BY OBEY MANAYITI
POLITICAL parties represented in Parliament met in Bulawayo over the weekend to set the tone for the proposed national dialogue, despite their party principals’ hardline stance on talks seen as critical to stop Zimbabwe’s political and economic crisis.
MPs drawn from Zanu PF, MDC Alliance, MDC-T and the National Patriotic Front NPF held a two-day conference in Bulawayo, which they hope would set a base for further dialogue.
Although some of the members were unwilling to disclose details of the meeting, Zanu PF secretary for legal affairs Munyaradzi Paul Mangwana said the event was meant to enable parties to draw up ways to solve the country’s problems.
“We agreed to meet as political parties and try to resolve whatever challenges that the country is facing,” Mangwana said.
“This is a forum only for political parties represented in Parliament and that is Zanu PF, MDC Alliance, MDC-T and NPF. We actually held a workshop on how we should engage.
Basically, there were some experts who had been recruited by the Zimbabwe Institute (a political think-tank), who are co-ordinating this inter-party dialogue process, who took us through on how we should handle the dialogue.”
A fortnight ago, Mnangagwa invited presidential candidates in last year’s elections to State House to lay the framework for dialogue following nationwide protests over fuel price hikes and the deteriorating economic situation, which resulted in 17 deaths and destruction of property worth millions of dollars.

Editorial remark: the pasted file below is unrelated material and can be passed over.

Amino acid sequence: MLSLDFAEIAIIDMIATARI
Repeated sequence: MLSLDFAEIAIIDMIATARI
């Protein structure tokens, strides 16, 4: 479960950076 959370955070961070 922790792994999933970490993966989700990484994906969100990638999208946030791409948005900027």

MDC Alliance presidential candidate, and Mnangagwa’s main contender, Nelson Chamisa, snubbed the meeting, describing it as a farce.
Chamisa said he would not attend a negotiation platform chaired by an interested party.
Mnangagwa is, however, insisting that Chamisa should recognise him as President first, before the two can dialogue, creating a stalemate.
Mangwana said the weekend’s inter-party dialogue was different from the national dialogue because it only accommodated parties represented in Parliament, adding the training was necessary because there were new players who had just come on board.
The Zanu PF legal affairs secretary said nothing had been agreed on yet because they focused more on training.
He also said there was no conflict between the two processes as discussions come at different levels.
“We are talking at the level of political parties represented in Parliament and we set our different agenda which might be different to the other agenda,” he said.
Other members from Zanu PF included Transport deputy minister Fortune Chasi and Mashonaland East Provincial Affairs minister Appolonia Munzverengi.
The MDC, which was previously represented by its secretary-general Douglas Mwonzora, had a five-member team led by Senator Gideon Shoko.
Mutare Central MP Innocent Gonese, Phyllis Ndlovu and Kucaca Pulu also represented the opposition party.
Shoko said the meeting was meant to train members on how to handle the dialogue.
“We talked about a lot of things. One thing that I remember that came out openly is that if we are to dialogue, we need only parties with representation in Parliament,” he said.
MDC-T representative Priscilla Misihairabwi-Mushonga refused to entertain questions.
“The position is this: We can’t talk to the Press. I can confirm that there was a meeting, but there was an agreed position that we are not talking to the Press,” she said.